There is also a little theology to be thrown in, given the unfortunate demise of the 1 talent guy. Does this destroy preservation of the saints? Well, maybe not. It is entirely possible to read the text to say that, sure he was wicked and lazy but what really got him into trouble was by blaspheming the Lord with his accusations. You know, curse God and die. This is possibly supported by Christ’s retort about putting the 1 talent in the bank so it could gain interest. Christ would have to have been sarcastic here given that usury was an outlawed practice. (He is the one that outlawed it, after all). Here is the grace ‘loophole’, then. Not doing much as a ROI won’t damn you. Blaspheming God, on the other hand is a bad thing. Something that true Christians aren’t able to do.

    I have not covered here much about the motives for such a response to Christ’s parable. A lot can be said there as well.

    Thanks for the opportunity to share.

  2. Brad Ost says:

    A couple of things. When I tried to read your past columns one of two things happened. First, an ad for the for the word press org came up, The Server is tired, and none of your remarks. Secondly, your remarks came out as HTML language. I don’t think it’s me, but maybe it is.

    On your parable of the Talents. I thought your points were excellent … except I don’t agree with all of number two regarding some aspects of the abundant life.

    Now I don’t like what the Pastor said, that there’s a before and after to our life in the Lord. That there comes a time when fun or joy is left behind and hard work and sorrow follows. However, I think a Christian may be called to, or happen to, live a life of struggle. And it will be that that Christian feels no joy, that the yoke doesn’t necessarily feel “light” and that there is no experience of “abundant life.” And for those people James wrote “Consider it all joy.”And Paul tells us not to lose heart because though the outer man is decaying the inner man is growing. This right after a section that keys in on a life of struggle. “How could the master be hard on us for doing His will?” I think He, at times – and perhaps more often than we would think – does make life hard, tough, a struggle, and he does it as we are doing his will. Perhaps it is a matter of definitions. If you say that the joy is an intellectual one, I agree it’s meant to be during all sorts of times. But if you’re referring to an experience of joy, and an experience of abundant life, well, I’d have to disagree.

  3. RubeRad says:

    Hey Jim,

    Thanks for tackling one of the tougher parables — what’s next, the parable of the wise servant (Luke 16)? (interesting side notes: NIV has a extra-biblical header of “parable of the shrewd servant”, while ESV calls him “dishonest”!) It seems that the parables cover similar topics, and in light of the close-proximity Luke 16:9–, (who is faithful in little is faithful in much), might have similar morals.

    As for the Presbyterian joke, it sounds to me like the girl must have jumped from PCUSA to PCA! And what does skiing in Vail have to do with discipleship? You never hosted any trips to Vail when I was in your dojo — no wonder I ended up a Presbyterian!

    You make some good points about risk taking — I would relate that to acting on faith. What do you have faith in? What more does your faith enable you to do, that you wouldn’t/couldn’t if you didn’t have faith?

    For some reason, this also reminds me of a great challenge from the guest preacher (David White from Harvest ministries) we had yesterday morning. He said that all of us have at least one person in our life, that we believe is out of God’s reach (everybody pause and think of that person (I can think of a few…)). Obviously, since we know that God is all-powerful, and he draws all men unto himself, nobody is out of his reach. He challenged us to, instead of giving up on that person (and God!), to have some faith, and pray for that person, and look for opportunities to be a vessel for God’s word to them.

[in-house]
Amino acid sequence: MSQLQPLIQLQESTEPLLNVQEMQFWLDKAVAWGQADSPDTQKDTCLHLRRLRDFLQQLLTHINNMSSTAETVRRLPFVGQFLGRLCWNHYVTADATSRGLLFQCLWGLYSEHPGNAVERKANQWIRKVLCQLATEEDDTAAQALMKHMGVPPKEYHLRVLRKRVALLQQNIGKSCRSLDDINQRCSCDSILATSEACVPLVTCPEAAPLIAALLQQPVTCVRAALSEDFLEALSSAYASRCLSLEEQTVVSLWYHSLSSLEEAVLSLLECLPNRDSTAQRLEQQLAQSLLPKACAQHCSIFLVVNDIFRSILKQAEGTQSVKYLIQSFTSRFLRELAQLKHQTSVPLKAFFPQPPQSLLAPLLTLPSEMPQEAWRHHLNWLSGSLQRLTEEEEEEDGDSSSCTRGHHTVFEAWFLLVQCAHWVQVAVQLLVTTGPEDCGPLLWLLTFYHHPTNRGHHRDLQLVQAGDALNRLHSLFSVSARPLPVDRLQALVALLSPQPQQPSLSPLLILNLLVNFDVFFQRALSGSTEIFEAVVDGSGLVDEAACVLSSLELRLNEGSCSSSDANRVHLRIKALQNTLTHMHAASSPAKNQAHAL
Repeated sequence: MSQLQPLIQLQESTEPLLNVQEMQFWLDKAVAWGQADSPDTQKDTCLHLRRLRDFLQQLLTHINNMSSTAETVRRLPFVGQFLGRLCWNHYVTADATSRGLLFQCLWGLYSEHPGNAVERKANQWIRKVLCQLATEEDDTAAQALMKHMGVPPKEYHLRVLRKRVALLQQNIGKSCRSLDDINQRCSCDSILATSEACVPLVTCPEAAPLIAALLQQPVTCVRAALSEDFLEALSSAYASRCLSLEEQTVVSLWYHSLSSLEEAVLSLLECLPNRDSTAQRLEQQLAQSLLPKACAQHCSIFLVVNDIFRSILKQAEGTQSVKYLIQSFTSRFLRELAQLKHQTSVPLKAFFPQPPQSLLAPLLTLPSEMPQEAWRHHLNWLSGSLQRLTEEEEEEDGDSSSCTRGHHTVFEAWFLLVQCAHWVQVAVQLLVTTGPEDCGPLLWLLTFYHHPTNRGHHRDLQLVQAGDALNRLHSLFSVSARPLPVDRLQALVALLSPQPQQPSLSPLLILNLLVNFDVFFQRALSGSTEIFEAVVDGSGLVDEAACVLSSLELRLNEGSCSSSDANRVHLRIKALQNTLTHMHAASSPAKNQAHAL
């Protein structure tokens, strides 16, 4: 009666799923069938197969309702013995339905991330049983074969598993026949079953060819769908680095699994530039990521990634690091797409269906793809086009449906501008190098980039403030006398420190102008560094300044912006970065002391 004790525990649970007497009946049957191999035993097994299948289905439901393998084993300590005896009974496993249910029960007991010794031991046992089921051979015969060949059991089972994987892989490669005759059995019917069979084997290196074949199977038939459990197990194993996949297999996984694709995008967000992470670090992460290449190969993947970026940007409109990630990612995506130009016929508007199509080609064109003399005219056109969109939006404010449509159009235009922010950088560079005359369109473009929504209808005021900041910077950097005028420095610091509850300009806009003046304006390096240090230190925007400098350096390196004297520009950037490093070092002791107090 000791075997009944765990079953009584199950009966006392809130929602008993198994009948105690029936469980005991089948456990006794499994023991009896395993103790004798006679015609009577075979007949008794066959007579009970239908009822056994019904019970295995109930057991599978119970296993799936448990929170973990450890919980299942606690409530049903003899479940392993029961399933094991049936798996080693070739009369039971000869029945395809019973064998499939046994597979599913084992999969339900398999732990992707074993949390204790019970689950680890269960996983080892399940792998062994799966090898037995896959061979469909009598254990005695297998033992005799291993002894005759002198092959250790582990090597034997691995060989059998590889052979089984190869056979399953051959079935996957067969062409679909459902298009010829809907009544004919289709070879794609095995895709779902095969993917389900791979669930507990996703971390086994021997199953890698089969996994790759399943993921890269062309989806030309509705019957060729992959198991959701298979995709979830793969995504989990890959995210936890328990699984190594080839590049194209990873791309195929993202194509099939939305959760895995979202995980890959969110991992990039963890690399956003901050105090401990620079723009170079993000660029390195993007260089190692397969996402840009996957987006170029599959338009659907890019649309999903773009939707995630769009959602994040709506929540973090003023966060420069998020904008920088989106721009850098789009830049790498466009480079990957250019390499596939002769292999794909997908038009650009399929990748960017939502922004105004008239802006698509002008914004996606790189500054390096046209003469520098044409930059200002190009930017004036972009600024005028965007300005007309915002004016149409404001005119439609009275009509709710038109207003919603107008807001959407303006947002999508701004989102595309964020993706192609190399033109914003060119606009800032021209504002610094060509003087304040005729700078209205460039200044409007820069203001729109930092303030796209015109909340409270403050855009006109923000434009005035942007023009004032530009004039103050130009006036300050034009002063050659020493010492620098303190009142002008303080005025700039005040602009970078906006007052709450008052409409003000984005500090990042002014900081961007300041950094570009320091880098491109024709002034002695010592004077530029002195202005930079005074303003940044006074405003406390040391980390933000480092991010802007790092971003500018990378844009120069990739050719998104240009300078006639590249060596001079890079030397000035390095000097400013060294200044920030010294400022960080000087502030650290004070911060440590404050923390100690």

In the end, I think two things are missing from this study. One is not your fault, because it is “missing” from the Bible, if I can say that. I would like to see one servant take a risk with his talents, and fail, and I would like to see how he fares in the final judgement (more specifically, I want him to come off better than the butt of the actual parable). Or is one of the points to encourage us that, with faith, we will not fail to move mountains? Secondly, what is the guy talking about in v24 with the “reap where you did not sow, and gather where you did not spread seed”? It seems like an accusation of something bad, and the master (who presumably is God, behind the covers of the allegory) fesses up to the accusation in v26. What is God saying about himself there?

    And you really pulled together some great quotes that serve your point well. My favorite was the E.M. Bounds.

    I am certainly challenged (and to no small extent convicted) when I try to think about what risks am I taking with my faith?

  4. Bruce S. says:

    I don’t think he fesses up to anything. In the Greek versions I have, there is a question mark after the so-called fess-up. In affect he is saying “Are you accusing me of reaping where I don’t sow . . . .? (As in, “You blasphemer, how dare you”).

    Another, and I think very valid, angle from the text is the theme of re-creation. After all, this context is the Kingdom of God. From the master’s stating that he was heading off into a far country, then, the immediate situation is the ‘inauguration’ of the Kingdom. Hence, the theme of re-creation. God is re-creating in that he is building his Kingdom. The thematic tie-in is the equivalence of ‘be fruitful and multiply’ with the 5×2 and the 2×2. As such I think you have overplayed the risk angle. I don’t see it in the text at all enough to make it your major theme.

  5. missions trips…

    […]Living Dangerously – Parable of the Talents « Word to the Wise[…]…